Re: [ANNOUNCE] rep-gtk-0.18.4 (other scheme..)

it seems there is a bunch of existing implementations of lisp with gtk binding. so is there anyway to use them directly instead of maintaining rep and rep-gtk, which could be a heavy work when gtk updates?

On Sun, 03 May 2009, Eli Barzilay wrote:

> On May  4, Chengqi(Lars) Song wrote:
> > 0) extra/guile-gtk
> >    Guile-gtk is glue code to make the GTK+ (the Gimp Toolkit)
> >    accessible from Guile
> > 1) clisp-gtk2: 
> >    ANSI Common Lisp interpreter, compiler and debugger (with gtk2
> >    enabled)
> > 2) clfswm: 
> >    A(nother) Common Lisp FullScreen Window Manager
> > 3) stumpwm-git: 
> >    A tiling, keyboard-driven window manager written in common lisp
> > 4) cmucl:
> >    CMU Common Lisp. There are two CMUCL bindings to the GTk+ widget
> >    set. Espen Johnsen's clg binds directly to the GTk event loop via
> >    the CMUCL FFI (GNU LGPL).  Gilbert Baumann's (older) binding uses
> >    a client-server model to avoid problems with mixing two event
> >    loops.
> You should add plt scheme to the list -- it is full of useful
> libraries, has a good ffi, uses a jit to execute code relatively fast,
> it's very alive and under active developement, and it's big enough
> that I can't write any decent one-sentence feature list.  I'm one of
> the core developers, so I'll be happy to help with any needs -- like
> adapting glue code or module syntax.  (And in case anyone wonders,
> this is not a plug I'm dropping for nothing: I've been a sawfish user
> for a really long time, and one of the things that always bothered me
> was the choice of a language that is "somewhere between elisp and
> scheme".)
> > I think the advantage of guile is that it's used by gimp, [...]
> No -- the gimp plan was to eventually move to guile, but this was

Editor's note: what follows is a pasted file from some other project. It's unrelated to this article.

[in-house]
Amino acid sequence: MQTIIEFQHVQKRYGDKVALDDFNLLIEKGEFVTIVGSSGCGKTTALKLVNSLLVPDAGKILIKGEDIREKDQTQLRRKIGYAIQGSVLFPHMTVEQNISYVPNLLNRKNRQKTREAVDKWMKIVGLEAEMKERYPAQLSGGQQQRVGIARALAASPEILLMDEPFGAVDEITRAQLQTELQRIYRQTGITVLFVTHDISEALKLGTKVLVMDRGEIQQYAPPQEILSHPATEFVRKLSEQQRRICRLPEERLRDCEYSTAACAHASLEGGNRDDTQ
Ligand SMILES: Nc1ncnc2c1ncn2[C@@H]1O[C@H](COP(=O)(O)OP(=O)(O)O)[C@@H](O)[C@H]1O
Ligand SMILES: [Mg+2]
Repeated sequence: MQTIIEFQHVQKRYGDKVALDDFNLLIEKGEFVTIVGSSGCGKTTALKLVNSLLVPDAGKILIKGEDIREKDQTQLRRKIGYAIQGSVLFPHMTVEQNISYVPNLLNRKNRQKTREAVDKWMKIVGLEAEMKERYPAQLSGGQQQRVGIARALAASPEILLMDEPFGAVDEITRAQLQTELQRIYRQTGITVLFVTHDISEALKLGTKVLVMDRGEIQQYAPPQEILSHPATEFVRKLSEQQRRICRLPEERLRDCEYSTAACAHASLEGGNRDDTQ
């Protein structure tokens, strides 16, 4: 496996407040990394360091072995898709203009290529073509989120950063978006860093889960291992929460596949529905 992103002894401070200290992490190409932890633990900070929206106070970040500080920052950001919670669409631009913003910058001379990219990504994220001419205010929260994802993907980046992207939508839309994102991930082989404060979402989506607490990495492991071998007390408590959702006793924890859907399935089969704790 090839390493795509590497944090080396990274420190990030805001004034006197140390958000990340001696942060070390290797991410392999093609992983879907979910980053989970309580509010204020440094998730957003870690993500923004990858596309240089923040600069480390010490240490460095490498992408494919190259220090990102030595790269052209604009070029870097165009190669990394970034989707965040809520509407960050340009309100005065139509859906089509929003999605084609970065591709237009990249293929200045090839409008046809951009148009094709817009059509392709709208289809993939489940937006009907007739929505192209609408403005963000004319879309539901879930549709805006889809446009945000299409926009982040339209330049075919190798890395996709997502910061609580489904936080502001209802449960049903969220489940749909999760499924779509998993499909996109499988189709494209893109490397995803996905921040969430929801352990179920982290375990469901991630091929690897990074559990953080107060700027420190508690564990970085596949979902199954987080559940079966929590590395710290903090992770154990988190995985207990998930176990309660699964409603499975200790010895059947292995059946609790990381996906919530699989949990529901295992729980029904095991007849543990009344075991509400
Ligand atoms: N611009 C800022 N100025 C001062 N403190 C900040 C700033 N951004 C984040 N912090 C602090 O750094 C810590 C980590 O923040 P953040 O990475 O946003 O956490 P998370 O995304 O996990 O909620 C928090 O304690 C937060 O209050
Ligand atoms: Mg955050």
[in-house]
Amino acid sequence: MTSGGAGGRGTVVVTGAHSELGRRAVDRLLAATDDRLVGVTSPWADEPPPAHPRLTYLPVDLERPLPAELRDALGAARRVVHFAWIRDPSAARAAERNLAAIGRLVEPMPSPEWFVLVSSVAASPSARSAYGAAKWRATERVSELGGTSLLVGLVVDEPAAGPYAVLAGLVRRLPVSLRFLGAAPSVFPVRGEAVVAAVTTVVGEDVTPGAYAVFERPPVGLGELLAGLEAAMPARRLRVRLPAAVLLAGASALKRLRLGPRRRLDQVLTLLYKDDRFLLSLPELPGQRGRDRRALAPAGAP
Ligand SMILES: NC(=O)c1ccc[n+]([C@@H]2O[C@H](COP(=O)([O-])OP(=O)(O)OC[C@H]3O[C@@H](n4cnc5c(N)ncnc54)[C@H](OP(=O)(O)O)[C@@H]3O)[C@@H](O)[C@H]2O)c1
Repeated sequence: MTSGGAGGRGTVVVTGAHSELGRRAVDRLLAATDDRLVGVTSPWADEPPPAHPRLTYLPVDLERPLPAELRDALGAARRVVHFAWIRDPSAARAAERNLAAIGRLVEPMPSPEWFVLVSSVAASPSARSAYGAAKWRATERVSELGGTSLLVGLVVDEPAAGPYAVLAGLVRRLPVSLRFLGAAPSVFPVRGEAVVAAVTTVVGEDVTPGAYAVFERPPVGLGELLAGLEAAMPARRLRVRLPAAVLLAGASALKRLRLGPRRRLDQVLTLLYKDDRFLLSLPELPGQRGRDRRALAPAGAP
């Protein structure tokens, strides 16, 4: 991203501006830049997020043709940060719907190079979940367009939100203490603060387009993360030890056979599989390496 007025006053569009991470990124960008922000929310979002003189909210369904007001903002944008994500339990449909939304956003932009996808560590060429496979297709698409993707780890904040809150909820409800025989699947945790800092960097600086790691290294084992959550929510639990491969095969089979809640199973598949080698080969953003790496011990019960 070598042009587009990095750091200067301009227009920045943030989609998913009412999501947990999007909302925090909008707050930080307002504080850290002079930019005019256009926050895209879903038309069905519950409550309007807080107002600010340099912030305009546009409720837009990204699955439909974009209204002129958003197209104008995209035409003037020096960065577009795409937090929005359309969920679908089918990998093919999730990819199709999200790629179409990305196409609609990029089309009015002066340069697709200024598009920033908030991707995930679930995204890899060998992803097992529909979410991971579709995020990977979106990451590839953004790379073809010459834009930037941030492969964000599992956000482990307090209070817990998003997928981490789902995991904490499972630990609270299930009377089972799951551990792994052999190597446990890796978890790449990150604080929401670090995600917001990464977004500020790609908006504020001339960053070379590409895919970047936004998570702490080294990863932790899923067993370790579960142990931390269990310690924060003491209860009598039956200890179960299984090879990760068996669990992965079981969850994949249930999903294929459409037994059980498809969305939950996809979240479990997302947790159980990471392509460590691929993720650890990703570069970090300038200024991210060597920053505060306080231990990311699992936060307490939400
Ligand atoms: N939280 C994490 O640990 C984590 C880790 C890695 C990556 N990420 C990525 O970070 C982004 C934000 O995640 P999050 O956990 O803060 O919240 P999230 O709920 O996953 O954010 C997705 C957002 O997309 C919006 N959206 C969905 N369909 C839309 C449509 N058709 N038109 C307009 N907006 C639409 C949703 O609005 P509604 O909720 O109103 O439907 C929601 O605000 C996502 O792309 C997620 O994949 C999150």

> never done (IIRC, the reason given was that it's too big or something
> like that).  So it's still using a very small (and not really good)
> Scheme interpreter.  FWIW, I think that sawfish is in a different
> place which justifies a good language: Gimp uses Scheme for writing
> automated scripts but it's a C application -- whereas sawfish is
> mostly written in Scheme (and with a good language, even more can move
> to Scheme, making it easier to hack).
> This leads to another question that should be considered: is it better
> to have a C application that embeds a Scheme interpreter or is it
> better to go the other way and have a Scheme application with some
> library/ies that are written in Scheme.  I strongly believe that the
> latter is a more sensible choice -- and was done once with the scwm
> window manager (which I used before I switched to the more alive
> sawfish).
> > The advantage of clisp is that common lisp is a lot more powerful
> > than scheme. but im not sure if it's a good or bad thing for
> > developing sawfish.
> I could say here that PLT Scheme is far more powerful than common
> lisp, but what I should really say is that any specific implementation
> of either Scheme or CL is far more powerful than that.  The real
> advantage of CL implementations is that more is standardize -- but for
> reasons that I can get to if anyone cares, that is not really a
> problem, and even less so for sawfish.  The disadvantage of most
> common lisps is that they tend to have a "monolithic repl" approach,
> which usually makes them less convenient to embed or to turn to a
> distribution.
> The PLT Scheme point is that it is particularly powerful with a ton of
> useful stuff.  Of course this could be a problem: the installation is
> pretty big -- which is fine when you want to use it, but not fine when
> all you need is a window manager.  The solution for this in PLT is its
> ability to compile into "binaries" and/or distributions via its
> command line compiler tool.  A "binary" is really a copy of mzscheme
> (the plt scheme core) with byte-compiled scheme code attached; and a
> distribution is basically a file tree holding only the files that are
> needed for an application.
> -- 
>           ((lambda (x) (x x)) (lambda (x) (x x)))          Eli Barzilay:
>                          Maze is Life!

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